Friday, December 17, 2004

"Pity is a state of kindness excited by the sight of suffering." H.W. Beecher

Beecher has a way of defining things like few others I know. I have always felt the emotions one feels when sympathizing with a sufferer a very difficult thing to describe. The situations can be so grim but in the midst of it is a longing to be where the suffering abide. When I read this quote
"a state of kindness" it seemed so clear to me. Suffering humanity draws out, compels us, to do something kind to that suffering person. Even the most hardened person is drawn into that 'state of kindness' when viewing suffering or sorrow. The 'state of kindness' not only brings consolation to the injured but it is a medicine to us. We are lifted even though we are in the most distressing circumstances. A bitter, sweet frame of mind.
I can enter that state when I see dramatic needs, but I suspect the goal is to recognize quiet suffering with more and more sensitivity.


mat said...

It's good to hear pity being given a decent say. The other day Thanita, Nic and I were walking around Mckean. A man road by us on his bicycle and greeted us in Thai and I greeted him back. His face was in pretty bad shape due to leprosy but I was able to look him in the eyes when I greeted him and ignore his scars. It's pretty tough to do actually, I mean leprosy is probably the hardest thing to overlook or not get hung up on. I remember when Thanita and I first came to McKean, we had no idea it was a leper colony and when we saw some patients through the rainy glass of our auto I can tell you we didn't respond nearly so well. We were scared. But we decided it was what we were supposed to do. And I'm glad we did. I think the fact that I was able to move past pity and just say hello to that guy was enough for me to realize I learned something worthwile.

fcb4 said...

I find suffering a hard face to look into.
I naturally repel from it.

I think the way I feel in nursing homes describes it best. I know I should be there, I know they need companionship but deep down I am extremely uncomfortable by it all and often exhale greatly when I leave the building.

I more often want to run and shun suffering than embrace it where I see it...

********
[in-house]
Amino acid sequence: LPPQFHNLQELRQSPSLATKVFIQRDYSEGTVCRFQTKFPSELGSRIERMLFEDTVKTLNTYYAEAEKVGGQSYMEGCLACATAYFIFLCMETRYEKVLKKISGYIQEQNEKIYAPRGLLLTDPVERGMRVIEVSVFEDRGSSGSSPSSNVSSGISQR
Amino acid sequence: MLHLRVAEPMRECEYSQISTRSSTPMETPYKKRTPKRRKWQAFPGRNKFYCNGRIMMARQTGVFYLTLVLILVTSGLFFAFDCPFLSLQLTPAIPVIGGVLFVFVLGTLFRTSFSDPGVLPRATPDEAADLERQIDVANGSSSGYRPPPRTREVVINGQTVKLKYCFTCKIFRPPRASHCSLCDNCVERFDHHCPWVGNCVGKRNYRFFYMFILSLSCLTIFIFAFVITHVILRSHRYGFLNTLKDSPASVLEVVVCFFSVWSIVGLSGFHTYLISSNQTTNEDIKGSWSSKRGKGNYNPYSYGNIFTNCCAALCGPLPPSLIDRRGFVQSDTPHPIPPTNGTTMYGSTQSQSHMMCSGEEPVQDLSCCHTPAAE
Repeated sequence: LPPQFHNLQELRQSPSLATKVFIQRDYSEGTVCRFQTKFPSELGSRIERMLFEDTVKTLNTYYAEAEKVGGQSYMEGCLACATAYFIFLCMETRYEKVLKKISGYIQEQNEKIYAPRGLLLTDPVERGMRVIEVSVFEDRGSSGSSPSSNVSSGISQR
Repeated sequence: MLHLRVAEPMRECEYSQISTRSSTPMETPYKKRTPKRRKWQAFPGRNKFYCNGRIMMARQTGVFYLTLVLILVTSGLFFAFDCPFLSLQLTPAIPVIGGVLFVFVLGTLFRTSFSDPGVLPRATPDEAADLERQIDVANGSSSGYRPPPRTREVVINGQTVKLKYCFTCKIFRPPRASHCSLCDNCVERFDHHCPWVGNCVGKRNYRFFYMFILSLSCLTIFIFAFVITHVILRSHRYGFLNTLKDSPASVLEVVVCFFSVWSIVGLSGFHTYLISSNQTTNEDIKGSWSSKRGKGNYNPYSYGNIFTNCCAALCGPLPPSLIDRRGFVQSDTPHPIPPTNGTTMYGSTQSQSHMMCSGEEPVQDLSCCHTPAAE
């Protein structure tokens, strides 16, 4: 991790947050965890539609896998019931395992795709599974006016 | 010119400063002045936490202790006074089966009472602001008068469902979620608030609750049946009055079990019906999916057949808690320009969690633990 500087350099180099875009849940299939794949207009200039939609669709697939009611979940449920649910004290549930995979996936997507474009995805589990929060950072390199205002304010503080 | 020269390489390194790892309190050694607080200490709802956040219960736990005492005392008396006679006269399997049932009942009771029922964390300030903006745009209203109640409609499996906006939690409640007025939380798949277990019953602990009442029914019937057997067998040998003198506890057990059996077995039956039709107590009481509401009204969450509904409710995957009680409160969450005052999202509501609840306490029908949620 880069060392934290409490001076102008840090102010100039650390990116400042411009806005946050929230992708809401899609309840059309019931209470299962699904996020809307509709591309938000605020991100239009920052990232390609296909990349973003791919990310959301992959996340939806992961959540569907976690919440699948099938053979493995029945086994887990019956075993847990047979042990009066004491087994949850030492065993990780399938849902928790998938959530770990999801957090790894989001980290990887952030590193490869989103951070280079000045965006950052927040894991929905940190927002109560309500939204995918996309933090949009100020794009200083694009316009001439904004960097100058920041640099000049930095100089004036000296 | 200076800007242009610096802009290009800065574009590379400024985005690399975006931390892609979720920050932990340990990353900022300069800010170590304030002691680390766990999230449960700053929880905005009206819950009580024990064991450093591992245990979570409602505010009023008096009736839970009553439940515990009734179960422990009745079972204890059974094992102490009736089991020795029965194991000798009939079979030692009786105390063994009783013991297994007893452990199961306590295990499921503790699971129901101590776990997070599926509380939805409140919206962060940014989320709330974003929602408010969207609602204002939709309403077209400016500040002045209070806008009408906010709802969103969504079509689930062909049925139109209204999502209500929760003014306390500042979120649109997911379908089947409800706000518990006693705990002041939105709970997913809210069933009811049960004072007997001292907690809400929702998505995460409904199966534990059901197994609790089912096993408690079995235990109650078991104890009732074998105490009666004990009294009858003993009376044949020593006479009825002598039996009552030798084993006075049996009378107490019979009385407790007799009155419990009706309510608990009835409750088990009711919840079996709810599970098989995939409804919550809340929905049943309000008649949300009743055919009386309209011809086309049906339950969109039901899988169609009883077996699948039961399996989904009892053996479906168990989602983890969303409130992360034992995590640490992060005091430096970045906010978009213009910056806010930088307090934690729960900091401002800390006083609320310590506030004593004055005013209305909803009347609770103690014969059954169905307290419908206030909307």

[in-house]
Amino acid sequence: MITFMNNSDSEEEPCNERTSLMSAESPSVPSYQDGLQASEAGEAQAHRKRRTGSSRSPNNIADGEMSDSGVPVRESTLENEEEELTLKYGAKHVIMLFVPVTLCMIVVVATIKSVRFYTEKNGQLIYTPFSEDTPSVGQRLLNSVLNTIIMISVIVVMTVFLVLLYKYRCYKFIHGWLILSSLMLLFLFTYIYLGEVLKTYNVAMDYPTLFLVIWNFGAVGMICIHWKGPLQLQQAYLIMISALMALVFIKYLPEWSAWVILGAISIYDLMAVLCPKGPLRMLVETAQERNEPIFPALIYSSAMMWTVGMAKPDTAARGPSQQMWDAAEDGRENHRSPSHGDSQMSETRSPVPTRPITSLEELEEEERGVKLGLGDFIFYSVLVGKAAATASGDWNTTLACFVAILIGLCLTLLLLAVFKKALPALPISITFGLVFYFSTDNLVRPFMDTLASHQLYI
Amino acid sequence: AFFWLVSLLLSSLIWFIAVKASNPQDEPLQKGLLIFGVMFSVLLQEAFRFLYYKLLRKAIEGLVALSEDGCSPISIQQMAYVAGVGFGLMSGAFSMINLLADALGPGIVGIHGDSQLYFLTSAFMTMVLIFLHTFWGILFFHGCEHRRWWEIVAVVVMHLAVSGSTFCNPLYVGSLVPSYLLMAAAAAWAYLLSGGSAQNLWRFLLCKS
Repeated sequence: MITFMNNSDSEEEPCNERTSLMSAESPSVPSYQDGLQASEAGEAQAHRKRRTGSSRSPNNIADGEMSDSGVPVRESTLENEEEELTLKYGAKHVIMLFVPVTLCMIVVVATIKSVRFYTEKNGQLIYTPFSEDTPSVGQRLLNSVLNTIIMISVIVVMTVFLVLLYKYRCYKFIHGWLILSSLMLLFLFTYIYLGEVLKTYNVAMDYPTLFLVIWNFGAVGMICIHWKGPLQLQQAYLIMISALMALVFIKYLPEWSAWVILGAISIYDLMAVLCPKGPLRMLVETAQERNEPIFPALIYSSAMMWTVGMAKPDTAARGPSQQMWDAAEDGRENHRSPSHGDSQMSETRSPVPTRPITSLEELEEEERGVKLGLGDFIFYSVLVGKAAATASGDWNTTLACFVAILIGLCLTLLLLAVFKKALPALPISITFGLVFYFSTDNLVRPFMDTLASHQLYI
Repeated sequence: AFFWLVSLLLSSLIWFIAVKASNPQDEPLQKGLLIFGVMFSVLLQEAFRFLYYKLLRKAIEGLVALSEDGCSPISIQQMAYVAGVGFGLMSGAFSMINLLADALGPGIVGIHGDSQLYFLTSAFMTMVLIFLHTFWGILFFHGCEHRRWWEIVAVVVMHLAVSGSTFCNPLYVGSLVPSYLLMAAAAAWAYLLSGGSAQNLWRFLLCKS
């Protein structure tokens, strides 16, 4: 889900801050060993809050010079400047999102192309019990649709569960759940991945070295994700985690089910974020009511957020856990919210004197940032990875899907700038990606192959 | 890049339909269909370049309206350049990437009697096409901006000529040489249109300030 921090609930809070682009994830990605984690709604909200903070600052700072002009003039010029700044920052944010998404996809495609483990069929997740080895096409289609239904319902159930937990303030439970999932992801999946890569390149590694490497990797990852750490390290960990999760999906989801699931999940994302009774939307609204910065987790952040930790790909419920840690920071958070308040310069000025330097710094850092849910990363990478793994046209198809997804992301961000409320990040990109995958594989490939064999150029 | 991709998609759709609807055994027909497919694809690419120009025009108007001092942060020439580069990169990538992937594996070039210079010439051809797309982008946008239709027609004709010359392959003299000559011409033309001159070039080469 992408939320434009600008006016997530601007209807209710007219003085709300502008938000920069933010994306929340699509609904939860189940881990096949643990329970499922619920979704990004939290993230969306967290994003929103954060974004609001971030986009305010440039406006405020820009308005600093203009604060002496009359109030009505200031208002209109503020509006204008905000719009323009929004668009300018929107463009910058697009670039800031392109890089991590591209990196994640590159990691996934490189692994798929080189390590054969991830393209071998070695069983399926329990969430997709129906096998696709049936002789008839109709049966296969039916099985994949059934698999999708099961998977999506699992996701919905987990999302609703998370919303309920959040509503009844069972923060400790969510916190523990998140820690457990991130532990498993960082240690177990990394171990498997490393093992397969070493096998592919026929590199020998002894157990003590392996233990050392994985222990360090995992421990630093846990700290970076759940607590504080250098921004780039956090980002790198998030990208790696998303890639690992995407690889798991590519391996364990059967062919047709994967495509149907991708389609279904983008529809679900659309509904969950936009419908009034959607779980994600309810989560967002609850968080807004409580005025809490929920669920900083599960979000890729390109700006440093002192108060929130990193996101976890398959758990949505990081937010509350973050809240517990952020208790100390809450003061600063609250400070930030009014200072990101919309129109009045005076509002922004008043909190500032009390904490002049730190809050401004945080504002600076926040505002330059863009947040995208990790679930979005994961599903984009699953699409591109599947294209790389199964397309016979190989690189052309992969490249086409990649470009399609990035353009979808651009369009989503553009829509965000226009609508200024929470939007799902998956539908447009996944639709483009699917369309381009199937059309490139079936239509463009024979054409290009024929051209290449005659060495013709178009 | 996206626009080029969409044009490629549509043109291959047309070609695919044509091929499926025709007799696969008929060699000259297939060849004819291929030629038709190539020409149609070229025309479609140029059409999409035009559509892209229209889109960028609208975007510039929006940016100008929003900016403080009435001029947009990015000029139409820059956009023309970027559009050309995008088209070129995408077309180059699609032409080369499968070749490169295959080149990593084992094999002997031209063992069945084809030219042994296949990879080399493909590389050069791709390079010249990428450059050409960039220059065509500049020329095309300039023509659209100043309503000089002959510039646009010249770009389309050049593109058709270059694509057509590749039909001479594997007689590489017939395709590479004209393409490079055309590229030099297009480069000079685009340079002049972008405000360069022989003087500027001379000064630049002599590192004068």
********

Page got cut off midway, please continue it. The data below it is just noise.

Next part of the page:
mat said...

It's interesting to hear Eric say that being that he can walk into a room full of pshyco teenagers and take the challenge. One would think the old people would be an easier tackle.

I think it probably comes down to a pretty clinical explanation. If we are able to see something in the persons or situation that we can help remedy our pity reaches out to help. I mean if you know what you have can help, then I think the urine or zits (figuratively) probably become less of an issue.

As I was saying about the lepers, you can be around a situation or person and even though you may not be able to directly help, you don't make it worse. Like if there is a car crash and you can't really help because you're not able to stomach blood, but you can at least not freak out and start screaming adding insult to injury. I used to want to help the lepers, but I was afraid to even look at them, and now I don't really want to help so much as just say hello. What I learned blah bla bl...

FCB said...

"blah, blah" nothing, I agree with you. We all have differing gifts, talents, callings and abilities. To some dealing with teens and their bursts of emotion, venom filled attacks, hardware fashion, valley attitudes would be far harder than listening to a wheel chair bound elder.

Your first response was a good example of Beecher's definition of Pity. When you saw the leporus man you were "excited" motivated, inspired, to a "state of kindness" to look into his eyes and not his scars and greet him as a man and not a leper.
Pity or compassion is not merely an observant sympathy but a kindness motivated by suffering. We then experience, not intentionally but as collateral emotion, a gratification as well as the person we were kind to.